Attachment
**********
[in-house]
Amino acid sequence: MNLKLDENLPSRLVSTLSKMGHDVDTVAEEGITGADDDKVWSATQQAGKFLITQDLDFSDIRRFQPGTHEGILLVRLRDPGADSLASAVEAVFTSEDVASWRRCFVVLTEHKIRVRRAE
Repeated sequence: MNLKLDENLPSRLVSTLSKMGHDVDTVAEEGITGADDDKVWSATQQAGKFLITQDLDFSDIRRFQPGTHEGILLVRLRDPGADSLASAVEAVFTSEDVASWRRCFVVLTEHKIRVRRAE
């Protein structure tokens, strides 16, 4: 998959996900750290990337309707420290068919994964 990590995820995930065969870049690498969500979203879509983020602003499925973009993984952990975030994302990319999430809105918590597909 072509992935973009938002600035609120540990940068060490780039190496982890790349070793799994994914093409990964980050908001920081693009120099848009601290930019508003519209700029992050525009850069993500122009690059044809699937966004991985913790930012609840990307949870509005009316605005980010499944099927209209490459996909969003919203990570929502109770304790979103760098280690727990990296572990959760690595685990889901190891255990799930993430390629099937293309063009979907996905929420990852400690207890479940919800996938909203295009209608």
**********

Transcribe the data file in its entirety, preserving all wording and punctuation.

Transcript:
[in-house]
Amino acid sequence: MNLKLDENLPSRLVSTLSKMGHDVDTVAEEGITGADDDKVWSATQQAGKFLITQDLDFSDIRRFQPGTHEGILLVRLRDPGADSLASAVEAVFTSEDVASWRRCFVVLTEHKIRVRRAE
Repeated sequence: MNLKLDENLPSRLVSTLSKMGHDVDTVAEEGITGADDDKVWSATQQAGKFLITQDLDFSDIRRFQPGTHEGILLVRLRDPGADSLASAVEAVFTSEDVASWRRCFVVLTEHKIRVRRAE
């Protein structure tokens, strides 16, 4: 998959996900750290990337309707420290068919994964 990590995820995930065969870049690498969500979203879509983020602003499925973009993984952990975030994302990319999430809105918590597909 072509992935973009938002600035609120540990940068060490780039190496982890790349070793799994994914093409990964980050908001920081693009120099848009601290930019508003519209700029992050525009850069993500122009690059044809699937966004991985913790930012609840990307949870509005009316605005980010499944099927209209490459996909969003919203990570929502109770304790979103760098280690727990990296572990959760690595685990889901190891255990799930993430390629099937293309063009979907996905929420990852400690207890479940919800996938909203295009209608």